As others have reported, the KitchenAid looks great, seems to be well-built, and overall, is well designed and implemented. In my household, this machine replaced a low-end DeLonghi burr grinder, and the results in comparison are superb; the consistency of the grind is far, far better.
As someone relatively new to espresso making, I'm probably not yet qualified to fully comment on the quality of the grind for espresso, as this is the only grinder I've used that is capable of producing an espresso grind of any kind. What I can say is that I have been able to produce excellent quality shots with coffee ground by the KitchenAid, and at the end of the day, isn't that what it's all about?
That said, it can take some tinkering to "get it right" (which I understand to be true of any grinder). Some have found it difficult to get the grind fine enough; in my case, I've succeeded on numerous occasions at getting it too fine to pull a shot (after following the owner's manual directions on setting the grind as fine as possible).
There are a total of 15 grind settings in the Kitchen Aid; 1 through 8, with half steps in between. Unfortunately, this isn't quite enough. As some others have reported, for example, on occasion a setting of 8 can be a bit too fine, and 7.5 slightly too coarse (or at least it seems that way). I think a better approach would have been removing the detents completely, and allowing a continuously variable grind setting.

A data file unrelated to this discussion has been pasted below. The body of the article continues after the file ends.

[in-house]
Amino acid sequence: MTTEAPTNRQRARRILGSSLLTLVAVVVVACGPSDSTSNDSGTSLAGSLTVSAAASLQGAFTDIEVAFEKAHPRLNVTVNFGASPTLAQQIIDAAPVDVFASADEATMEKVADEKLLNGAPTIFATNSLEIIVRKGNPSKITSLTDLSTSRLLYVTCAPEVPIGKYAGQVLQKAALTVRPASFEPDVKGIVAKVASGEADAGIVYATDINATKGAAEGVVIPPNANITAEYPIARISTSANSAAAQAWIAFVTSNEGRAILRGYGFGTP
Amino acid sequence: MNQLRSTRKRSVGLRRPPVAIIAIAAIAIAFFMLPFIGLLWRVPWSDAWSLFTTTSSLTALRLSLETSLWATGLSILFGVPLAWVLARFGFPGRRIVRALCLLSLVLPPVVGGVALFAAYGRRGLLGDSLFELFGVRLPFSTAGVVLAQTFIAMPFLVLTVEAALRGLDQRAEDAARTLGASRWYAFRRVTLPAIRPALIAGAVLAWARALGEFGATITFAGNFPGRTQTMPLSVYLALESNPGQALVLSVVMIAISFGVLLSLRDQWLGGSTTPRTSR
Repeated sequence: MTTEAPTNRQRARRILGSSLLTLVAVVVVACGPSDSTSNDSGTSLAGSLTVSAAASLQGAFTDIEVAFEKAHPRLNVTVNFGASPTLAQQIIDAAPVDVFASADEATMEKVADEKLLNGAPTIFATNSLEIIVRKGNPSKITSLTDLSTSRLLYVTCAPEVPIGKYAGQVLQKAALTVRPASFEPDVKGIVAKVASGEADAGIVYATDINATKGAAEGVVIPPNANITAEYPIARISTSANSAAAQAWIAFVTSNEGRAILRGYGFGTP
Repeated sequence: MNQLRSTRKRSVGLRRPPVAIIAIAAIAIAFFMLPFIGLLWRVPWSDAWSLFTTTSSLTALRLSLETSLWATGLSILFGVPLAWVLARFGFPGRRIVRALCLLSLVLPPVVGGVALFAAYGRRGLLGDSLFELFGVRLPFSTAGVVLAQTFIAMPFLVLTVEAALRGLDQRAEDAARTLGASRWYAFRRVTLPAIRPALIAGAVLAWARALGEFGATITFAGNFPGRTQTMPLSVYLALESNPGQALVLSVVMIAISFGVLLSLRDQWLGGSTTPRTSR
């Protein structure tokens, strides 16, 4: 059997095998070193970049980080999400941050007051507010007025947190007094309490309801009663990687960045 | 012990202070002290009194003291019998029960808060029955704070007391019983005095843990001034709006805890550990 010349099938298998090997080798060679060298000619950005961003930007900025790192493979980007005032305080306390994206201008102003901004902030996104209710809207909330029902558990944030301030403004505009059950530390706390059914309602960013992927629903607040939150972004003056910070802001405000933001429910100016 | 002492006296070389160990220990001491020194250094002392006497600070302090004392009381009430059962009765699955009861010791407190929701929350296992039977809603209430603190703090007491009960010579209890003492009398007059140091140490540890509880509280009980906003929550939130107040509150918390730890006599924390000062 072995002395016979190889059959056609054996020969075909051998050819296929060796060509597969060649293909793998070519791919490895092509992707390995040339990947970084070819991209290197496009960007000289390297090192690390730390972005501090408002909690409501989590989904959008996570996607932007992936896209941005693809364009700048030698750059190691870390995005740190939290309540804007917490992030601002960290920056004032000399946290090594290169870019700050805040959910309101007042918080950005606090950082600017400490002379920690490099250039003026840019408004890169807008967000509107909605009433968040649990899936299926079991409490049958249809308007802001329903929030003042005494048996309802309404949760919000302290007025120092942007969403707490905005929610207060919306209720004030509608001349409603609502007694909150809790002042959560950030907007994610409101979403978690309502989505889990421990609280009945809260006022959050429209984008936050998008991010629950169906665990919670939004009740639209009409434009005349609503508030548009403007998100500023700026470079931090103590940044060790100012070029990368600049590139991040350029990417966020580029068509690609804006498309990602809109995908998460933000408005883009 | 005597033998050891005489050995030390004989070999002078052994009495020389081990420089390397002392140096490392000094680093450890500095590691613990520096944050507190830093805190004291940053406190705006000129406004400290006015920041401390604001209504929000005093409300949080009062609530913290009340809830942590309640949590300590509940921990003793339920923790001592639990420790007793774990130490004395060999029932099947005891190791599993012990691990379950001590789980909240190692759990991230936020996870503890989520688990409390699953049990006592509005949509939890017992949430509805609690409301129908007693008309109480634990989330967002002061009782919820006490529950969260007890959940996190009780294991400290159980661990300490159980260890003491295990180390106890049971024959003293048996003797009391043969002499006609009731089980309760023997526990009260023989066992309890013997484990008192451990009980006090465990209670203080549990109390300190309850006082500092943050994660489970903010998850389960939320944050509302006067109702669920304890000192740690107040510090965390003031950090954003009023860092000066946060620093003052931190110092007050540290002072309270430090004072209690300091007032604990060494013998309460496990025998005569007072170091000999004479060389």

All of that said, the KitchenAid does seem to be perfectly capable of generating an espresso grind. Once it's done so, however, there's the matter of getting it into the portafilter. The best method I've found is to spoon it (with a teaspoon) into the filter, and tamp. I have quickly discovered that anyone who makes espresso more than a couple of times day, however, could easily grow tired of that routine and long for something better.
Other observations include ease of cleaning; it's a simple matter to take the machine apart and sweep or vacuum built-up grinds from the burrs and other internal parts. The glass containers (both the hopper and grind container) help reduce static electricity build-up, thereby reducing coffee bits seeming to jump around the kitchen counter. And its seemingly robust construction (time will tell, of course) is both functional and handsome.
Everything here being said, I'm not sure I would choose this again. For low-volume espresso drinkers, or those who primarily drink drip or French press, the KitchenAid is a wonderful choice. But if you regularly make espresso drinks, or consider yourself an espresso connoisseur, you'd probably be happier with something else.